Cartoonist Seyfi Şahin, who used to work for the closed-down popular humor magazine Gırgır, has been handed down a jail sentence of one year, 15 days for insulting sacred values in a controversial cartoon featuring the biblical prophet Moses.
The ruling was made by the Küçükçekmece 2nd Penal Court of First Instance in İstanbul on Thursday. During the final hearing of his trial, the cartoonist said he did not draw the cartoon with the purpose of insult and that he offered an apology to the Jewish community after publication of the cartoon.
Şahin said some members of the Jewish community told him there are similar and even worse cartoons are published in Israel about Moses. “If there is a mistake, it is not one made deliberately,” he added.
The court did not suspend the jail sentence it gave to Şahin on the grounds that he had committed a similar crime in the past and that there was no indication that he would not commit the same crime again.
Gırgır was closed down in February 2017 after it published the controversial cartoon by Şahin in its last edition.
The lawyer representing Gırgır’s publishing house at the time told media outlets that the company would file criminal complaints against the cartoonists and other staff at the magazine who were responsible for the controversial cartoon.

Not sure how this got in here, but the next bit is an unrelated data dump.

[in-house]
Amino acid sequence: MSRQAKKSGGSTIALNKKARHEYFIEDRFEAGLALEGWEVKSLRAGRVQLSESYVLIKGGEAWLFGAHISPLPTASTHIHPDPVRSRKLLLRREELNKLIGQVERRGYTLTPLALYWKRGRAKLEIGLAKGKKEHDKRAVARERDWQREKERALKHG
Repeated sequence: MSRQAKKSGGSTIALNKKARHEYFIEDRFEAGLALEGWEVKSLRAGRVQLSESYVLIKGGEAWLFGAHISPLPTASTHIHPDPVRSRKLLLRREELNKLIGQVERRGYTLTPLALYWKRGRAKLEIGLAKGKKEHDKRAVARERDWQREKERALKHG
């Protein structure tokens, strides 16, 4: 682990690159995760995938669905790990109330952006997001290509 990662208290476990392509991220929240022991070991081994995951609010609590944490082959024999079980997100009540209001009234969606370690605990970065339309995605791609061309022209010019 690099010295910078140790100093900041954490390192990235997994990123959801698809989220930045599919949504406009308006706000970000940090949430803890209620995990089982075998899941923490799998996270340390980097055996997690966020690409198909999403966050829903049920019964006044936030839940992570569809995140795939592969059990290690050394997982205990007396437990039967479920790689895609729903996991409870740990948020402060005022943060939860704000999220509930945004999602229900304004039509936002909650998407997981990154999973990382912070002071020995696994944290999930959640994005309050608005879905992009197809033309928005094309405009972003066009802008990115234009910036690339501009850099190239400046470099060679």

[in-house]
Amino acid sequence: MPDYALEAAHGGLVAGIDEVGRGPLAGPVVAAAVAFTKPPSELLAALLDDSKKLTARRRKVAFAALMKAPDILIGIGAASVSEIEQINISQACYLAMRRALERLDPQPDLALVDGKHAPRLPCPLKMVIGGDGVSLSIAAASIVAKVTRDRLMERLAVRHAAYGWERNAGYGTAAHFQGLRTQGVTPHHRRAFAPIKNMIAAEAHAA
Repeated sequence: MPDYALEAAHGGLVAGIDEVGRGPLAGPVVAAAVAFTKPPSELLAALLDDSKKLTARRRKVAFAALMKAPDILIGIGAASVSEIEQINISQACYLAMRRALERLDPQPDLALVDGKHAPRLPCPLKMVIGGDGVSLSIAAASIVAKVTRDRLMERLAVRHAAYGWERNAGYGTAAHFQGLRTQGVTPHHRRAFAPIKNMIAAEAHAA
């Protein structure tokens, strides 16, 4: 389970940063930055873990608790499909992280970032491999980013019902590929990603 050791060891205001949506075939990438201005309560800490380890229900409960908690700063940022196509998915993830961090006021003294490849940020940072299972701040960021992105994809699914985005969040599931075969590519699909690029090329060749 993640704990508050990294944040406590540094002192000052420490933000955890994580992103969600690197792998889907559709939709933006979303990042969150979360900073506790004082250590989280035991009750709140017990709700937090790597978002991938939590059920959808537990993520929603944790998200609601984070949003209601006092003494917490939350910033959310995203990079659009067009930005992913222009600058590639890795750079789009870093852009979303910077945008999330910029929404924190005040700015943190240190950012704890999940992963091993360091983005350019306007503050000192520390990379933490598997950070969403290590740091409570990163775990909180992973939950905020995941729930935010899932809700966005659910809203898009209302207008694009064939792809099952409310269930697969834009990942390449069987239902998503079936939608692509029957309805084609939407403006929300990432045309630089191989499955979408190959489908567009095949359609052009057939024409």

At the time, a statement released from the social media account of the magazine said: “We apologize to everyone we hurt with the ‘terrible’ cartoon, which we did not notice due to lack of sleep and exhaustion before it was printed.”
Turkey is ranked 157th among 180 countries in the 2018 World Press Freedom Index released by Reporters Without Borders (RSF) on Wednesday.
If Turkey falls two more places, it will make it to the list of countries on the blacklist, which have the poorest record in press freedom.
Turkey is the biggest jailer of journalists in the world. The most recent figures documented by SCF show that 253 journalists and media workers were in jail as of May 11, 2018, most in pretrial detention.
Of those in prison 192 were under arrest pending trial while only 61 journalists have been convicted and are serving their time.
Detention warrants are outstanding for 142 journalists who are living in exile or remain at large in Turkey.
Detaining tens of thousands of people over alleged links to the Gülen movement, the government also closed down some 200 media outlets, including Kurdish news agencies and newspapers, after the coup attempt in Turkey on July 15, 2016.